50 Miler - 80K Ruck Normandy: What to Bring and What to Wear

50 Miler - 80K Ruck Normandy: What to Bring and What to Wear

This is my favorite event and I’m doing it in Normandy June 1-2 with some buddies. I’ll talk about gear first - then training in a later post.

50 MILER Weight Requirement: 20/10 LBS (Male/Female) - Ruck Plate in your rucksack. Totally doable to travel with a Sand Ruck Plate and fill it up with Normandy sand to equal 10 lbs (or 2 for 20). The Special Forces curse states that the more space you have, the more you’ll fill. Do NOT live a cursed life — your goal is to ruck as little weight as possible. The time standard is 20 hours.

Normandy Weather - Rain is possible. Average temps: 70 by day, 52 at night. It felt colder than that 5 years ago by night, and hotter than that by day.


  • Rucksack - 20L Rucker. I want it above my belt line entirely so there’s no friction there at all. Smaller is better, as long as it’s comfortable.
  • Sternum strap and Hip Belt — I typically hate hip belts - over 100K steps, though, and every once in a while it’s nice to transfer some of the weight to the hips to get some blood flow to the shoulders. Call it 20 minutes out of 16 hours I’ll use the hip belt. Engaging any hip belt changes my gait (and yours). I’d feel differently if we were carrying 100+ Lbs. which would also be much slower. I’ll very infrequently engage the sternum strap, too. It makes it harder to breathe but it does transfer the load a little differently which is good from time to time. By around mile 40, a 30 lbs rucksack feels more like 65-70, it’s crazy.
  • Water bottle pocket on the side, simple side pocket on the other side (both attached to the MOLLE, on top of the hip belt). 3L Bladder of water inside, with a tube.
    • Water bottle - easy external access means I’ll drink electrolytes on the move (and you can share with your buddy). Needing to stop to get your Nalgene bottle out is a recipe to not do this very often. The bladder is so that I drink often - discipline with access is a great combination.
    • Simple Side Pocket - for snacks. There are a lot of ways to carry snacks so you can eat on the move. You can add a fanny pack, but that’s just more stuff to carry, and it can adjust your gait. You don’t need more, you need trail mix or a bar. When you stop, you can replenish your side pocket with whatever you have in your main ruck.

SNACKS - TBD, here’s a guess.

  • 3x PB&J’s - no thin spreading here or ever
  • 3x electrolyte packets
  • Big Bag of Peanut M&M’s/Trail mix. I’ll make it my mission for this to be all gone by the end.
  • Something with some real protein. (Peter Attia owns my headspace on this one)


  • Shoes - Rough Runners. I’ve put thousands of miles on mine. We developed them for “ruck running”. They’re ideal for high mileage while still staying supportive (the foam is not marshmallow foam and doesn’t collapse so easily). Important - size up, your feel will definitely swell. I wore my MACV boots for the 75th. If the weather is really rainy, I’ll probably wear them again.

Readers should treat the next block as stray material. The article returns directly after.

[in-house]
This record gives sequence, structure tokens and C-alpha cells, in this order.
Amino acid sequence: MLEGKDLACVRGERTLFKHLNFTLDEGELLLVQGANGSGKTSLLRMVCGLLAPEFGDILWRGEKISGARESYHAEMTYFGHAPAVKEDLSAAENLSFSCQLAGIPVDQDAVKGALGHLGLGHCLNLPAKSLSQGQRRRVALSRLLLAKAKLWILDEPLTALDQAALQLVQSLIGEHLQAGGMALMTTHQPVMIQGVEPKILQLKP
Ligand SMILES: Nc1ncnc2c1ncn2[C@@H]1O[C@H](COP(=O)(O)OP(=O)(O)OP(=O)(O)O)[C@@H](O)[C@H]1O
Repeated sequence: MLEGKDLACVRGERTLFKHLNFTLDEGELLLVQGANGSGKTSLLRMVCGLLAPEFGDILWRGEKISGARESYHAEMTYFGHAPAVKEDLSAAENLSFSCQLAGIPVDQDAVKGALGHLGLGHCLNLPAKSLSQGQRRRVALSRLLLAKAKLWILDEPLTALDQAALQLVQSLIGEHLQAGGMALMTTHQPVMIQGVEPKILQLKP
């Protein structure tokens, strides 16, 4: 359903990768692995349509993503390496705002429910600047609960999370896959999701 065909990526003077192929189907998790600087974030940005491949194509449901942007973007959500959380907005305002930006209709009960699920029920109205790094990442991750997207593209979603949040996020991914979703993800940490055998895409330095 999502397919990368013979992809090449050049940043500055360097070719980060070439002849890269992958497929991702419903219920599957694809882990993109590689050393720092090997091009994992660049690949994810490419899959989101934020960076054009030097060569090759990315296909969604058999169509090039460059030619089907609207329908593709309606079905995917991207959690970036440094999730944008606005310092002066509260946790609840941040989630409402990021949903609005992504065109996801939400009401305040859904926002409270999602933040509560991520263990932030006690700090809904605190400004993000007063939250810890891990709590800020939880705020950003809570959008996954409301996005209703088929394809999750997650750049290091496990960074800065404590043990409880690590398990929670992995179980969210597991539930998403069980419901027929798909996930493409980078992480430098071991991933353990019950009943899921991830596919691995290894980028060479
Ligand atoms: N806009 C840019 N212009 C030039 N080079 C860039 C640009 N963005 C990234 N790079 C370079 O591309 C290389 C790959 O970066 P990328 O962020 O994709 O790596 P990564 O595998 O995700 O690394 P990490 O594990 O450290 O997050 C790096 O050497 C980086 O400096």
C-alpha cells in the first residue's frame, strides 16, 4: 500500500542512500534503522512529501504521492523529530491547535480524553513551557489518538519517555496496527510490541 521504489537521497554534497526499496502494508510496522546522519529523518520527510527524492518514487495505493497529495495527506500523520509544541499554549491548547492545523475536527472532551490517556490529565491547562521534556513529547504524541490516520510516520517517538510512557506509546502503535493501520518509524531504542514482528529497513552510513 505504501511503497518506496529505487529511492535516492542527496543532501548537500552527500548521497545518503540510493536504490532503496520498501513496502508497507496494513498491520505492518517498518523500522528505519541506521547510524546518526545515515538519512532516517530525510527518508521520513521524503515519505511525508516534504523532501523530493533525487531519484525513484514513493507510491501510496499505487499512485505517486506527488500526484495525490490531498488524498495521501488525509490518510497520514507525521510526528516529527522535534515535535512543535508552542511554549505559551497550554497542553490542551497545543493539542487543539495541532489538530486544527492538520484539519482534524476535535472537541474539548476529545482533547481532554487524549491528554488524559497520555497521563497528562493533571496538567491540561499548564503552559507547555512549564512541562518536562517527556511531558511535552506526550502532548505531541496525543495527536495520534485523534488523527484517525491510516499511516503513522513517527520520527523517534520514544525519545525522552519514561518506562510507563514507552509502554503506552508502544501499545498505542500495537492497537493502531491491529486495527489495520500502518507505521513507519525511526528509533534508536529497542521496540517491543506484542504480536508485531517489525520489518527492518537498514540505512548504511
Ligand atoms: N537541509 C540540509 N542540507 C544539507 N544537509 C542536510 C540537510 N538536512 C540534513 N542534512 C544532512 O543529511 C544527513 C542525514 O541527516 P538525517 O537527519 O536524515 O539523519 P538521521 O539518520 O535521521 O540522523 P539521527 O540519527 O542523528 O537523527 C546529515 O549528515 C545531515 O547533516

• Merino Challenge socks - (plus two more pairs in my ruck in a dry bag) - if you wear anything but merino wool socks, you’re wrong.
  • Simple Pants - Lightweight ToughDry fabric (with a belt). It’s chilly enough by night, then by day we’re trekking through plenty of Gladiator-esque fields and under a hot sun. You could do it in Ranger Panties, and some people do but your legs will get a little scuffed up and burned. The belt is VITAL. You lose a lot of (water) weight during this event, your waist size will definitely change. Pants falling down around your ankles while rucking is not how you meet the standard.
  • ToughMesh Sun shirt (shown - still a prototype) - you will burn by day at this event unless you stay protected. I prefer fabric to gobs of sunblock. Most people rock a t-shirt. That’s cool too.
  • Tac Hat - worn by day
  • Shades - always
  • Windbreaker - very lightweight. Emily wore hers overnight (with a shemagh) and then went down to a t-shirt when the sun was up. A windbreaker/outer shell is a must. Imagine if it’s 52 and raining. You’ll be plenty warm with a ruck and a windbreaker on. Less so with just a t-shirt.


  • Headlamp - it’s an 8-hour night. You can add a strobe and/or some chem-lights to your ruck, too, for greater visibility.
  • Small footcare packet, definitely including Neosporin. You can use that to lube where the sun don’t shine, too. Monkey butt is not the goal, people.
  • Ibuprofen x Tylenol cocktail for midway point.
  • iPhone + JBL Speaker. High morale from this one if you need it and have the right tune at the right time.

The most important thing about the gear is the person carrying it, and this is even more fun when you do it as a team. Have fun and see ya there!

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